NBA

‘Legacy’ offers a blander history of the LA Lakers’ ‘Showtime’ era: NPR

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Los Angeles Lakers owner Jerry Buss poses with the NBA championship trophy after Game 6 of the NBA Finals on May 16, 1980 at the Spectrum in Philadelphia, Pennsylvania.

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Rich Pilling/NBAE via Getty Images


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Rich Pilling/NBAE via Getty Images


Los Angeles Lakers owner Jerry Buss poses with the NBA championship trophy after Game 6 of the NBA Finals on May 16, 1980 at the Spectrum in Philadelphia, Pennsylvania.

Rich Pilling/NBAE via Getty Images

It’s hard to escape the feeling that Hulu’s docuseries Legacy: The True History of the LA Lakersis the answer to a lot of questions asked in a whole other place.

This is due, at least in part, to the seismic impact earlier this year of HBO’s hit scripted series Buying Time: The Rise of the Lakers Dynastywhich dramatizes some of the same events featured in Hulu’s Legacy – tracing the Lakers’ emergence as a championship basketball team and pop culture power in the “Showtime” era of the 1980s.

Although the HBO series caught viewers’ attention, it also drew plenty of criticism – as everyone from former Lakers star Kareem Abdul-Jabbar to former coach Jerry West complained of the unflattering license taken by the producers to portray their lives.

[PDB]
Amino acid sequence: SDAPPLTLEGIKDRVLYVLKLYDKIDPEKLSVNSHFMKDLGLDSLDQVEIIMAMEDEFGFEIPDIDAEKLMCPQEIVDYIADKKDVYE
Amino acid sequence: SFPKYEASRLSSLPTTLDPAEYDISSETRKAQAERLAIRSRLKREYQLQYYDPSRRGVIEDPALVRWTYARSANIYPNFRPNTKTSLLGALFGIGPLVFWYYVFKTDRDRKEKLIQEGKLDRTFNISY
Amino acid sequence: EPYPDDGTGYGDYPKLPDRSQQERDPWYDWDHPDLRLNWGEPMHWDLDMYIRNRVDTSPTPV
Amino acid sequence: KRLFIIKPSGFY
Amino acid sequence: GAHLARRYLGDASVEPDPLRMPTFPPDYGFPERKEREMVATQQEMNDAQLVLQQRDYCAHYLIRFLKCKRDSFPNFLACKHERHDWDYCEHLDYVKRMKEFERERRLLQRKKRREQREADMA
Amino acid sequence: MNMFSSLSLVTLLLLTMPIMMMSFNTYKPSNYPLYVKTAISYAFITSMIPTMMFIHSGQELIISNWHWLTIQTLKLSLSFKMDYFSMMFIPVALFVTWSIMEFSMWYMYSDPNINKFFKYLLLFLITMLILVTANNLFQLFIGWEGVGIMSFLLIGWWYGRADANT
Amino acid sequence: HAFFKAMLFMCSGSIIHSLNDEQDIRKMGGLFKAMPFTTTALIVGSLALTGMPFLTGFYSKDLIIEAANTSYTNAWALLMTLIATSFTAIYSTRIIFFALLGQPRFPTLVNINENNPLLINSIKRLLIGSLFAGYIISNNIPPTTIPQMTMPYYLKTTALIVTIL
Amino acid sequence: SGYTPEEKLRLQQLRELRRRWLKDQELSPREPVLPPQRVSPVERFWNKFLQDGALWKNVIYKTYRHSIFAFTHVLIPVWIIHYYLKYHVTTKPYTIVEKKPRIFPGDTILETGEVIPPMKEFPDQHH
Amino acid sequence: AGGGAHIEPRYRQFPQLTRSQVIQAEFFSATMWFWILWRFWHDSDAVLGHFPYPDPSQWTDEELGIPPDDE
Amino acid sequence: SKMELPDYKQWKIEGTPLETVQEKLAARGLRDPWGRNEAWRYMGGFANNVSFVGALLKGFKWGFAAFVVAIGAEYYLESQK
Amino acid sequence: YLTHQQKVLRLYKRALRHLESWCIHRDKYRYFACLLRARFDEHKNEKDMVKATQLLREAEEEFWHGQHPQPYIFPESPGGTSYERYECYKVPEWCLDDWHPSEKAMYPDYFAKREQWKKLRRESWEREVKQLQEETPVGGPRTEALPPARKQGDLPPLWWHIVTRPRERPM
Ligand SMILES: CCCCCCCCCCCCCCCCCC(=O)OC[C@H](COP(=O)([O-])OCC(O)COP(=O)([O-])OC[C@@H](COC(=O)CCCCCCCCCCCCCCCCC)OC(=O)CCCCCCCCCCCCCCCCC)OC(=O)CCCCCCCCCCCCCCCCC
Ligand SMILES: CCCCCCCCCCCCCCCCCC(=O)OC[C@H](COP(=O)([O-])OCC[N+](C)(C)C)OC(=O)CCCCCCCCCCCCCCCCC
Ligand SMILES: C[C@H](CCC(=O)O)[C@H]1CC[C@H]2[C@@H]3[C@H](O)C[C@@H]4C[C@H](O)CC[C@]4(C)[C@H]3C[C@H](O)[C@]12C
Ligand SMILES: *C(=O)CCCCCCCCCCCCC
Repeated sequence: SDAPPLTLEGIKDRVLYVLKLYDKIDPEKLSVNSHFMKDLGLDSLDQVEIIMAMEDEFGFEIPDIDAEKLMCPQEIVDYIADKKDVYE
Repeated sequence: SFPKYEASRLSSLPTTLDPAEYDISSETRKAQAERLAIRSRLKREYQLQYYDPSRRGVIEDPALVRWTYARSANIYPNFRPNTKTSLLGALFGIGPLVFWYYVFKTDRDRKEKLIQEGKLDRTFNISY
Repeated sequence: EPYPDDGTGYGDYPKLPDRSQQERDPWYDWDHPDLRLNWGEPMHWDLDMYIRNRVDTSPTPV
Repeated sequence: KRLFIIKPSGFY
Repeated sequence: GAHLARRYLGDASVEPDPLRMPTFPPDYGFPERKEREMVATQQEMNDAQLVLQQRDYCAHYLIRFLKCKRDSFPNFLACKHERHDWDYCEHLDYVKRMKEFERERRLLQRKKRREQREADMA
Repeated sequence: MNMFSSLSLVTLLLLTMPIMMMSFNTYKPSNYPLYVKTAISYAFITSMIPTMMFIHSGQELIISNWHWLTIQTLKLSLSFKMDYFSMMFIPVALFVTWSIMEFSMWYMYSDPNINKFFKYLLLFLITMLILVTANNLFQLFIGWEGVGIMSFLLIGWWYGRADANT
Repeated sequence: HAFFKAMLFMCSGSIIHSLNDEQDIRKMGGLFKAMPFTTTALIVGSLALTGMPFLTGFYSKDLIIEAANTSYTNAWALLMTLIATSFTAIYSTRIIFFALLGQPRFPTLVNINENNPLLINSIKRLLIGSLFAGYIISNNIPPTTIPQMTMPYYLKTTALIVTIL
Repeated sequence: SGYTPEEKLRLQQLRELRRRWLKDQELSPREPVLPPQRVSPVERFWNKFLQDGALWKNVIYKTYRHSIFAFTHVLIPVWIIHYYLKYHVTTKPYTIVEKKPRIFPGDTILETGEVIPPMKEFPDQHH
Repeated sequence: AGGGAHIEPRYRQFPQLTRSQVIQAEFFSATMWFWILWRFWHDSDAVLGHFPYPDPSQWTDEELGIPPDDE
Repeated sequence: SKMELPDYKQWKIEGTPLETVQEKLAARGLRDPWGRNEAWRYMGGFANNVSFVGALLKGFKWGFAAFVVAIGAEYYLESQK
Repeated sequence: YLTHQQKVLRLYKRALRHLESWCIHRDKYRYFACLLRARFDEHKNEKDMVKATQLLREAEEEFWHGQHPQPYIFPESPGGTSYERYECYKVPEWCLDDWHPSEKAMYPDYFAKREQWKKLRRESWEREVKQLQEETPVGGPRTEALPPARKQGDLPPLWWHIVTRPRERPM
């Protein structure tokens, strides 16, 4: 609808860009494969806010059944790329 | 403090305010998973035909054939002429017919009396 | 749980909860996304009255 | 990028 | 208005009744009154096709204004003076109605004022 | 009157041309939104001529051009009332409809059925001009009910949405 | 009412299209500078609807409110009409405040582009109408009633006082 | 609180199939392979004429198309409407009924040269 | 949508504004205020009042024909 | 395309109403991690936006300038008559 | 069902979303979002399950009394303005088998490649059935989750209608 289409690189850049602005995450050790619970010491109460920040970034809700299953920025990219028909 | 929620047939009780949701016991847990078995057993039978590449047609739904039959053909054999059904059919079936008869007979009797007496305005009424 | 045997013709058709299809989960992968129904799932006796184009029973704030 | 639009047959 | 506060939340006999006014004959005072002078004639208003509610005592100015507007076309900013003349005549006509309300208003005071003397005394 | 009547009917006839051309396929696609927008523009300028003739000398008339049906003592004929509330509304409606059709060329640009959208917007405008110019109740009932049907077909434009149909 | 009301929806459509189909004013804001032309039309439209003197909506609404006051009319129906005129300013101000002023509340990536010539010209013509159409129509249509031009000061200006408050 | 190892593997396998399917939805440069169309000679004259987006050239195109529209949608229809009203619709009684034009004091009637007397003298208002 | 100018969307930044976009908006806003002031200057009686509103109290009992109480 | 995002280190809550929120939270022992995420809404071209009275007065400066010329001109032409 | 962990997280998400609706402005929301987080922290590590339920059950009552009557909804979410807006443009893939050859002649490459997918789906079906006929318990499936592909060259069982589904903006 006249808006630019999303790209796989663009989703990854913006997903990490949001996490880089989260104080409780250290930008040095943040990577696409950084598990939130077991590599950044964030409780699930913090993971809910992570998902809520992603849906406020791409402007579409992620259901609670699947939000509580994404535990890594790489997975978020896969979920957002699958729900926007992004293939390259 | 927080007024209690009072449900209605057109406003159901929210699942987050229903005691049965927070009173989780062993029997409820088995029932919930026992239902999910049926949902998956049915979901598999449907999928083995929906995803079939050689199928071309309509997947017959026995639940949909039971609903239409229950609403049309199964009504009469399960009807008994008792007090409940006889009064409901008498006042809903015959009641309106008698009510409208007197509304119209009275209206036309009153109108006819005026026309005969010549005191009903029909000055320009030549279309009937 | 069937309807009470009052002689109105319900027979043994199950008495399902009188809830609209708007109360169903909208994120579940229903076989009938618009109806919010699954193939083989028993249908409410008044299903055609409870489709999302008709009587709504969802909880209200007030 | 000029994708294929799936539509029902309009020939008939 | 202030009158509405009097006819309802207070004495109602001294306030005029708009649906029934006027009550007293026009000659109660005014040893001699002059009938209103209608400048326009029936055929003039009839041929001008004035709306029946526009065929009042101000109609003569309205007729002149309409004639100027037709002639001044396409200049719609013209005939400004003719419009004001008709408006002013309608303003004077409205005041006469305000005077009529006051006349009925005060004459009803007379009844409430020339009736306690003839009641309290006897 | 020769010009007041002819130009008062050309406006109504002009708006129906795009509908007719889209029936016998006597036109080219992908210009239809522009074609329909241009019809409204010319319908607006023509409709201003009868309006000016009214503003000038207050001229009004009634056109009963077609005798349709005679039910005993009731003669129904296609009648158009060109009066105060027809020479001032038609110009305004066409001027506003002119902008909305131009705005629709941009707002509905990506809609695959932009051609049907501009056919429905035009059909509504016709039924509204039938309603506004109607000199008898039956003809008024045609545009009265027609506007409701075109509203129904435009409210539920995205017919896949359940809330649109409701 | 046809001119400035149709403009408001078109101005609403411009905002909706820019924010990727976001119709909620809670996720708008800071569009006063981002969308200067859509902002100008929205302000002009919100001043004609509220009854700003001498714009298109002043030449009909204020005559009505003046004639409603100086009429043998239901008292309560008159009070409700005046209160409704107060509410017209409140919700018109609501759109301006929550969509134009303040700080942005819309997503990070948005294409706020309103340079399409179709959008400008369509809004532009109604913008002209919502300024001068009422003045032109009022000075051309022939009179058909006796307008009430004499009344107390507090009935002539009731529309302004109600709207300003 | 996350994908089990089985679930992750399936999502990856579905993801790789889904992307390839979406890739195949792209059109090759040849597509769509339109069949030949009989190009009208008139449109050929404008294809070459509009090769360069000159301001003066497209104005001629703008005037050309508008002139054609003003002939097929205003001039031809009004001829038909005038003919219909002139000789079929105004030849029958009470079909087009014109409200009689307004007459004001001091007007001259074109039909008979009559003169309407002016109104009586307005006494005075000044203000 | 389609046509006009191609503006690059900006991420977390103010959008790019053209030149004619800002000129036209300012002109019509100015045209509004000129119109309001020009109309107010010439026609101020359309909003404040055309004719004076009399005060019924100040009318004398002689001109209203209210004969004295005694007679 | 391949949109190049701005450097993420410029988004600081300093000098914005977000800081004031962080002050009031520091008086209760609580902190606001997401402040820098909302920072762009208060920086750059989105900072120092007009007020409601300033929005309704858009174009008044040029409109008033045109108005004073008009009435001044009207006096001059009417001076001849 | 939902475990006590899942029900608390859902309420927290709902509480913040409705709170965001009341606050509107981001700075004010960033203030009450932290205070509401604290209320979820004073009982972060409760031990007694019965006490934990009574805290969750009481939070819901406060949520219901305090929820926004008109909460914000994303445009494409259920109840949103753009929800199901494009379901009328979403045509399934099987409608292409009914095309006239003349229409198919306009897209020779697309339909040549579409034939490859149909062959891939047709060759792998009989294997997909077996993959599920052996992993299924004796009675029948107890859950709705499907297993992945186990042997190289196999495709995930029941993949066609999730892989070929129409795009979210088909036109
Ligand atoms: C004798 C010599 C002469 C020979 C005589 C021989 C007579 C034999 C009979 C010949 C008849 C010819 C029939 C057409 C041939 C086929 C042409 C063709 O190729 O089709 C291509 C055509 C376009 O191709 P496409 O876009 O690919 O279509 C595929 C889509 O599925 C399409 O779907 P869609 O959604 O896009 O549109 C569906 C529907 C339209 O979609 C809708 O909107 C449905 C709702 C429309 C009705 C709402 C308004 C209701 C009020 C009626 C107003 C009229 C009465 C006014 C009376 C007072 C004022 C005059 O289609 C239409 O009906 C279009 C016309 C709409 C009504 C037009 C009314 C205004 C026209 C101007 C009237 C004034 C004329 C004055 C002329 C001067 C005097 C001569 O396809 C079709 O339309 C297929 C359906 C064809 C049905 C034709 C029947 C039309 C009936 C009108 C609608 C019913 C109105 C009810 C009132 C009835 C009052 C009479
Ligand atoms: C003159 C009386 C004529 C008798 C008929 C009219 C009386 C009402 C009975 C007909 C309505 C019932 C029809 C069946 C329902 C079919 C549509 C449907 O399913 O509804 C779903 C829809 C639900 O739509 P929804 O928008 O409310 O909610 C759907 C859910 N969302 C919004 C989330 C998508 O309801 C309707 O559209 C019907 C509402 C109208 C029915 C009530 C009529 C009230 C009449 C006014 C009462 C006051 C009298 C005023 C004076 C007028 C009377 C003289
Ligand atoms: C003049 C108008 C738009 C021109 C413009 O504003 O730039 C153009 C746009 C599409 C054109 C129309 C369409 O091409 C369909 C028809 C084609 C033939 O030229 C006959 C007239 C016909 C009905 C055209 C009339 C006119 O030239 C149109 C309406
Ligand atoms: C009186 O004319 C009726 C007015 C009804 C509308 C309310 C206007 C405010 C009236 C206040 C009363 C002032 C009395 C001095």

In particular, Lakers owner Dr. Jerry Buss appeared on the HBO show as a partying doofus, played by star John C. Reilly as a womanizer who turned a real estate fortune. into an unlikely purchase of an NBA team, throwback to when the league was less glamorous and the team didn’t win championships.

Jeanie Buss, executive producer of “Legacy: The True History of the LA Lakers”.

Jesse Rambis / HULU


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Jesse Rambis / HULU


Jeanie Buss, executive producer of “Legacy: The True History of the LA Lakers”.

Jesse Rambis / HULU

Legacy features numerous excerpts from interviews with Buss, who died in 2013 after a long battle with cancer. Instead of Reilly’s disorganized impulsiveness, the real Buss comes across as a shrewd, driven businessman with a doctorate in chemistry and a facility with numbers – whose love for sports and a good time led him to reinvent the Lakers, and by extension the NBA. .

Similarly, West is shown in interviews conducted for the docuseries candidly admitting he was tough on Lakers players as a coach – offering a much more low-key demeanor than the Australian actor’s volatile, trophy-throwing portrayal. Jason Clarke in the HBO series. And Abdul-Jabbar, who often seemed aloof and a bit of an asshole winning timeis measured and insightful while answering interview questions to Legacy.

A docuseries produced by the Lakers organization

Jeanie Buss, daughter of Jerry Buss and current CEO of the Lakers, serves as an executive producer on Legacy alongside director Antoine Fuqua, whose credits include scripted films like training day and the Equalizer movies. It’s no surprise, then, that the docuseries features interviews with most of the notable people in the team’s history who are still alive, including players like Earvin “Magic” Johnson, Shaquille O’Neal and the Boston Celtics superstar Larry Bird. Interviewees also include former coach Pat Riley, famous fans like actor Rob Lowe and musician Flea and the six children of Jerry Buss, who held various positions within the Lakers organization when he died.